Show Review: Of Montreal at the Pageant, Friday, October 24



An important note before you read this review: Take a look at Todd Owyoung’s photos of the stage show for Of Montreal’s concert last night. I could spend 1,000 words trying (and failing) to describe the many costume changes, free-form dances and thematic allusions that happened during the show; moreover, I would be tempted to explain what happened, which would be folly. So look at the pictures, draw your own conclusions, and read the rest of the review if you wish.


Slide Show

In comparison to the band’s show at the Pageant last fall, last night’s concert had a few strikes against it. Of Montreal just released Skeletal Lamping on Tuesday, giving the most die-hard fans (at least those who didn’t steal it online before its release date) only a few days to ingest the songs. Secondly, the new songs, which made up the bulk of the set, just aren’t as good those on as last year’s Hissing Fauna, Are You The Destroyer?, an album that mixed singer Kevin Barnes’ neuroses and other-worldly pop magic into something fierce and hypnotic. Lastly, last fall’s show opened with not one but TWO Prince covers (“I Would Die 4 U” and “Baby I’m a Star”) – how can any show be less than stellar with that opening shot?


Slide Show

The show began with “Id Engager,” Lamping's lead single, and moved quickly into “So Begins Our Alabee,” a highlight from 2005’s The Sunlandic Twins. The first half of the show kept this one old song / one new song exchange, which kept the packed Pageant floor in a frenzy of flailing arms and hopping feet. Even without the make-up and costume changes, Barnes is a hell of a showman, his skinny frame moving all around the stage and the twin elevated drum risers, looking like a cross between a preening drag queen and a hip-hop hype man.


Slide Show

Respect must be paid to the other five members of the band; while Barnes chooses to record most Of Montreal records by himself, his bandmates are charged with realizing his day-glo vision on stage each night, and the constant instrument-switching and tempo-shifting didn’t once disrupt the show’s non-stop energy.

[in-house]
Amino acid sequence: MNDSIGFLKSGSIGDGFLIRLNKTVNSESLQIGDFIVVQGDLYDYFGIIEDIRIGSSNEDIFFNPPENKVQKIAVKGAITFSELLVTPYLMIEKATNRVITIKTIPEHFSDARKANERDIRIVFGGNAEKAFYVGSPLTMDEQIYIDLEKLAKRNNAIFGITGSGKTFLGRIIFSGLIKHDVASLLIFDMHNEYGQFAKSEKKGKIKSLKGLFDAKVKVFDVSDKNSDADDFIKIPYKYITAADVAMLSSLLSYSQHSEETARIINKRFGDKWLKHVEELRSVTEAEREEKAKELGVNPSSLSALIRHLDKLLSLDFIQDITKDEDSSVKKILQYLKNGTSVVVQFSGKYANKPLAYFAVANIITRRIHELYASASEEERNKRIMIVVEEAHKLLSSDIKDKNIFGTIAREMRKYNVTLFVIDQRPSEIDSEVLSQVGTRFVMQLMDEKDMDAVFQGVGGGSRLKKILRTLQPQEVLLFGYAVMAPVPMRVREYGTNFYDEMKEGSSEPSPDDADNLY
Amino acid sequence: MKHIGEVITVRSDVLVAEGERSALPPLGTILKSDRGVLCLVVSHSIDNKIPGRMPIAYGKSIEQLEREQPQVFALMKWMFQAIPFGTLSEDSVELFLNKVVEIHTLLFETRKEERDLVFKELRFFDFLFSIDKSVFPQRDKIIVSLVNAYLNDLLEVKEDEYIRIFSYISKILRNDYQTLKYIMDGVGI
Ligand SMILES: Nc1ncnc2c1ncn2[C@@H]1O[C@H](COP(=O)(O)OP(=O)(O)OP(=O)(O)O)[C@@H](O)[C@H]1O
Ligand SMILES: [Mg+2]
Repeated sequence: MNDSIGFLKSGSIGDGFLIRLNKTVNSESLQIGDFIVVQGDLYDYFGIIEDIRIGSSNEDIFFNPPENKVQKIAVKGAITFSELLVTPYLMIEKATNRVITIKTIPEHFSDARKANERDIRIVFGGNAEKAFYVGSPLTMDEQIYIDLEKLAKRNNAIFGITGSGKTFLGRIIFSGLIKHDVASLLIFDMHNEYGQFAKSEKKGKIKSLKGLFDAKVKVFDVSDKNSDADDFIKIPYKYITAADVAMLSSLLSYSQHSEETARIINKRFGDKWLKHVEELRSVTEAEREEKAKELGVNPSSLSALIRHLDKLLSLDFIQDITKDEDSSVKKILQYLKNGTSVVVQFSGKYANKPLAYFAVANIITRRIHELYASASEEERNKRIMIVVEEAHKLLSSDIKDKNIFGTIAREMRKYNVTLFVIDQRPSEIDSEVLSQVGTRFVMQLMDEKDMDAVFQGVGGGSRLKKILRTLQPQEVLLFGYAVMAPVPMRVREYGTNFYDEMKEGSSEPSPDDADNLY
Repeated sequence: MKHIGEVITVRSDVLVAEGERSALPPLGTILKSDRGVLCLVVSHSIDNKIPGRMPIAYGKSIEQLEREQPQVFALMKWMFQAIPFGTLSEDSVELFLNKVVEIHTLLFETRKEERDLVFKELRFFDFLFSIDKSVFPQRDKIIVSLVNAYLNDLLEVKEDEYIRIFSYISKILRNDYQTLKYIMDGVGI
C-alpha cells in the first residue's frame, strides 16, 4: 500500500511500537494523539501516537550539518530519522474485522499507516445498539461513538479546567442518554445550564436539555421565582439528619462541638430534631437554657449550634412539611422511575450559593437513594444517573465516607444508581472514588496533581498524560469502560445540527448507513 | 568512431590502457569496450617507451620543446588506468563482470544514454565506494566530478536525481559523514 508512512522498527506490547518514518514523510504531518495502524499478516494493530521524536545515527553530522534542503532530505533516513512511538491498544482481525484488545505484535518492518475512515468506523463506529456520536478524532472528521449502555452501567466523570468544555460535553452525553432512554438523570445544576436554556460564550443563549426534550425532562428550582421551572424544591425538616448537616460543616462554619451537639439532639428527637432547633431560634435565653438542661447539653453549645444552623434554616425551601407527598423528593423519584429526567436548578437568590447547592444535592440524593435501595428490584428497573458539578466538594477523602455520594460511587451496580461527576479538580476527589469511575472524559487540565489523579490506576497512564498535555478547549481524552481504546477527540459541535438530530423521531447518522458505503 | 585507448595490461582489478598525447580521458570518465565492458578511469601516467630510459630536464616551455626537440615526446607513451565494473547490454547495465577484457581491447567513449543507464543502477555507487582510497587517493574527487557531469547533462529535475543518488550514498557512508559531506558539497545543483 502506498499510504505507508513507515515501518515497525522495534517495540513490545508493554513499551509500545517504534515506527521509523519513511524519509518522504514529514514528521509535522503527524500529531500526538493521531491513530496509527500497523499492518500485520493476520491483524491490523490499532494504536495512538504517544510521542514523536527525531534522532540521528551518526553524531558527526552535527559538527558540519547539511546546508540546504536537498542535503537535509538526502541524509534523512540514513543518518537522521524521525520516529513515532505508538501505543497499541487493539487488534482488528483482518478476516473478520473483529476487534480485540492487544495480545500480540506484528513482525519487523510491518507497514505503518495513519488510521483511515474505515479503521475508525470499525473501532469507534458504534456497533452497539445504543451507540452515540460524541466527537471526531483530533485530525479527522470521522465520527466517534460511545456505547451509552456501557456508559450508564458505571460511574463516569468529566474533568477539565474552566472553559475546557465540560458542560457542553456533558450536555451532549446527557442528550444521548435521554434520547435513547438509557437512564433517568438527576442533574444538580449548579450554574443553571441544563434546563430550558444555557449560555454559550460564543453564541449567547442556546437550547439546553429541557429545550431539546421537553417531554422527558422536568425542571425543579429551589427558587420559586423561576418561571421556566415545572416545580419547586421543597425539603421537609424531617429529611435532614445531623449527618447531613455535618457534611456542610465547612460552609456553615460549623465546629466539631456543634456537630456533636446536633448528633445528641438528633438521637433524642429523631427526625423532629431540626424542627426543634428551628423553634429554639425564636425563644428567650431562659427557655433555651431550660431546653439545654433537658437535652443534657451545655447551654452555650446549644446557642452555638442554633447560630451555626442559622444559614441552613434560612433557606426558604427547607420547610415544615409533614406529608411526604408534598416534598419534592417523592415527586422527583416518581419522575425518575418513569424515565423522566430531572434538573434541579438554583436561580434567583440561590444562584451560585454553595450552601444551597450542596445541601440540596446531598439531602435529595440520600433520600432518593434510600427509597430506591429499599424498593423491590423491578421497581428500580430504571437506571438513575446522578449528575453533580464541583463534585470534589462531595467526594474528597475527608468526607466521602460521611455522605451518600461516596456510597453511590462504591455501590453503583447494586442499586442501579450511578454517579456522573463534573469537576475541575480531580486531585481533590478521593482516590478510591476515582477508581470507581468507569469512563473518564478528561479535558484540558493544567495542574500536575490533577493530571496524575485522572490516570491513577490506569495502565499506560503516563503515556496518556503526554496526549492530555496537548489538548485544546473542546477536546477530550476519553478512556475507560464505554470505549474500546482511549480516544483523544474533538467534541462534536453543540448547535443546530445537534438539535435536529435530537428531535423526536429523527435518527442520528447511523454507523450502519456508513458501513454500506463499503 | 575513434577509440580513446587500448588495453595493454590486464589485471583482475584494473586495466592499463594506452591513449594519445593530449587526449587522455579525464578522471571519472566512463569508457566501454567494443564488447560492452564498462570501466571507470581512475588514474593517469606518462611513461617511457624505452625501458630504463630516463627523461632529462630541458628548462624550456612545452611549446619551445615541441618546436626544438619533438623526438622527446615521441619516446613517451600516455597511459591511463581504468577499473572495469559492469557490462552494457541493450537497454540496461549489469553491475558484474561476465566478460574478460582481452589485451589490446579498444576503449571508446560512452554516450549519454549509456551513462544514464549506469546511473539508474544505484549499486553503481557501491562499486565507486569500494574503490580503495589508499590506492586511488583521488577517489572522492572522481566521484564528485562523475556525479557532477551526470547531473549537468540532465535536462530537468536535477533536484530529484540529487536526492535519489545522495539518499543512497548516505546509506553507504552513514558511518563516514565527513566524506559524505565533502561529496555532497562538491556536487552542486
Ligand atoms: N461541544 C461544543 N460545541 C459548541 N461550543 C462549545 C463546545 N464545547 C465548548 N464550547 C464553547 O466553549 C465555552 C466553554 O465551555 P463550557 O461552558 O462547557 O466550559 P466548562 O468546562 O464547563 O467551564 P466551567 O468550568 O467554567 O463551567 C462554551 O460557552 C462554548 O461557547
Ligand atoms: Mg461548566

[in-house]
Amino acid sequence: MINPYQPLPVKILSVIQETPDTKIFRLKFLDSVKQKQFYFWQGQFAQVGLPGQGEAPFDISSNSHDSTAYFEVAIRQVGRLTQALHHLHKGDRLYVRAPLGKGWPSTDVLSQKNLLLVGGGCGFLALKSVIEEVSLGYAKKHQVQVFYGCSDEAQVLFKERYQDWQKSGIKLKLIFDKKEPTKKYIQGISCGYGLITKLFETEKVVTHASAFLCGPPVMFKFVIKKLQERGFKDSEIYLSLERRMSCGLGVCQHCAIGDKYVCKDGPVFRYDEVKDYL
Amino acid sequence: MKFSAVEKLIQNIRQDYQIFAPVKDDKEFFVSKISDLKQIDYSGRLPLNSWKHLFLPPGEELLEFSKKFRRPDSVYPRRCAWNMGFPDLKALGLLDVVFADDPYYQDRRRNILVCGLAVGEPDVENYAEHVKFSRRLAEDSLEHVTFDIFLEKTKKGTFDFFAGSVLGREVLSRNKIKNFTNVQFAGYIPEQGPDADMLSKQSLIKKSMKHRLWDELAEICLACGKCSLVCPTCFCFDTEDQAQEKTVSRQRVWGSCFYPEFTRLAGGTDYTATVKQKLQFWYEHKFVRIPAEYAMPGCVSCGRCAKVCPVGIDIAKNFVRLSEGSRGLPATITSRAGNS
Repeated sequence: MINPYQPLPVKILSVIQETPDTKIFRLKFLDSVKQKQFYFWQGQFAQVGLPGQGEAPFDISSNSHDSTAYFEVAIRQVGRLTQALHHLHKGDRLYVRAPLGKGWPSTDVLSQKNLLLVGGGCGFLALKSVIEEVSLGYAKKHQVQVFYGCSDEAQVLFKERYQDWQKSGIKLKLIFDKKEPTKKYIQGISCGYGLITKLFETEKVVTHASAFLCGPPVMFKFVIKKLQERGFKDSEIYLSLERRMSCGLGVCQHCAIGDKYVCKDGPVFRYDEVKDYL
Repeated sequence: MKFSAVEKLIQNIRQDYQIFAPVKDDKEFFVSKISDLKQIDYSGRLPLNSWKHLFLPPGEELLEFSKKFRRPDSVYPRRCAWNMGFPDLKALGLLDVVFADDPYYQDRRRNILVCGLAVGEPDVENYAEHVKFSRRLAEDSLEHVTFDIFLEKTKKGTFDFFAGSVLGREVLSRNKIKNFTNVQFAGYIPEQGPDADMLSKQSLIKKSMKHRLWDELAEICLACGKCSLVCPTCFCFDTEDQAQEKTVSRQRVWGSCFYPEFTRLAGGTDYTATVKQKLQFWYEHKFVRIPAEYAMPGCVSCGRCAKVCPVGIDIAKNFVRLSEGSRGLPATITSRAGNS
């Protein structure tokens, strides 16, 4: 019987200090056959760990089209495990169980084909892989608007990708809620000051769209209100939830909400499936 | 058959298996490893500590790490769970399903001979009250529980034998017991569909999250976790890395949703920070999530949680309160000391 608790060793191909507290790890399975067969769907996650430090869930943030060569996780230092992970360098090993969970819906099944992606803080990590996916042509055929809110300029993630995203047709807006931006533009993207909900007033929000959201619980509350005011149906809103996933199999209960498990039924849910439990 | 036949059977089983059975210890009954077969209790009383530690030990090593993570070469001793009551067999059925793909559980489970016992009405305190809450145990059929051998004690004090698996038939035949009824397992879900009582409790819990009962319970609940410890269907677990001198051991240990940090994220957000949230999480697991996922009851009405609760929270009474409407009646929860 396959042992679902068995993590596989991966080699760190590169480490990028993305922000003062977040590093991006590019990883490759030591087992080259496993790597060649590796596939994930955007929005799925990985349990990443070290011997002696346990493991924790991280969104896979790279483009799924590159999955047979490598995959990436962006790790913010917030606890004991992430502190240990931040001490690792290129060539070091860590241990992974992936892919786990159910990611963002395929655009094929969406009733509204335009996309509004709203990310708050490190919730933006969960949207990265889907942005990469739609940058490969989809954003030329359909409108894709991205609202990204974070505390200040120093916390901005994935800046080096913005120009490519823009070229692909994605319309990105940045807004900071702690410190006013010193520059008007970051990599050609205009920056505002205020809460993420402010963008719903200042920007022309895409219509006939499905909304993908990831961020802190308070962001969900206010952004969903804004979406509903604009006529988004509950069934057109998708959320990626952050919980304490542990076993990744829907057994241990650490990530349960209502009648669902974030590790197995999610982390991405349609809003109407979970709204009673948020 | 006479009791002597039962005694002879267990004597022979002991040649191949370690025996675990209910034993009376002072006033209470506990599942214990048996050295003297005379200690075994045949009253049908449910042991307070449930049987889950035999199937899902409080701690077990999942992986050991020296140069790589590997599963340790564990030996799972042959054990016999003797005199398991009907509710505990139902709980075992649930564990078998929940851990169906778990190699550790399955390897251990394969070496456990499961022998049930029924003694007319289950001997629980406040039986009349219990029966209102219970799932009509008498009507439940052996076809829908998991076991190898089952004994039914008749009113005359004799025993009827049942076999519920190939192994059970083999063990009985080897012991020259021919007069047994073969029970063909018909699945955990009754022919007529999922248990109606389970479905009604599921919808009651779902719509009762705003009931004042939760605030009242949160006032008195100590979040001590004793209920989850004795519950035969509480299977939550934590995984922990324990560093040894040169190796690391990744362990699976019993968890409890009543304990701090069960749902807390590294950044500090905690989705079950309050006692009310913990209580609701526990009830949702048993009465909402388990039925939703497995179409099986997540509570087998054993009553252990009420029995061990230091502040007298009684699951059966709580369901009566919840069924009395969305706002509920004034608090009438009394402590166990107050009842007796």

Slide Show

As stated earlier, the new songs didn’t land as well as older gems, and the on-stage theatrics often felt like an intentional distraction away from the new, more disjointed material. But many of the fan favorites felt slower and more stilled than before; “Disconnect the Dots,” the song that signaled of Montreal’s movement toward drum machines, synths, and pop-disco bliss, dragged in its final section. Still, hearing “Wraith Pinned to the Mist and Other Games” and “Heimdalsgate Like a Promethean Curse” was a reminder that no one in indiedom (or, really, anywhere else) writes songs that are as instantly danceable, unerringly catchy and lyrically baffling as Kevin Barnes.


Slide Show

After the proper set ended, the band returned for a three-song encore, beginning with two older songs, “Gronlandic Edit” and “Oslo in the Summertime.” The show ended as it has elsewhere on the tour, with a straight-ahead cover of Nirvana’s “Smells Like Teen Spirit.” My show-going companions had a few theories as to why this cover worked so well. RFT scribe Keegan Hamilton (whose takedown of Skeletal Lamping can be read here) argued that the song’s central line “I feel stupid and contagious / Here we are now, entertain us” is a perfect mission statement for the band’s live show: The entertainment aspect threatens to overtake the music, which is often infectious as it is meaningless.


Slide Show

I wondered if Barnes and co. chose the angst-y track as a reaction to the fey, dandified dress-up that preceded it – it was a chance to turn off the drum machines, drop the poses and rock out in a primal fashion. Or it could be that Barnes was doing what he’s been doing for a decade – following his fancy and playing what comes into his head without regard to what it might mean.

-- Christian Schaeffer

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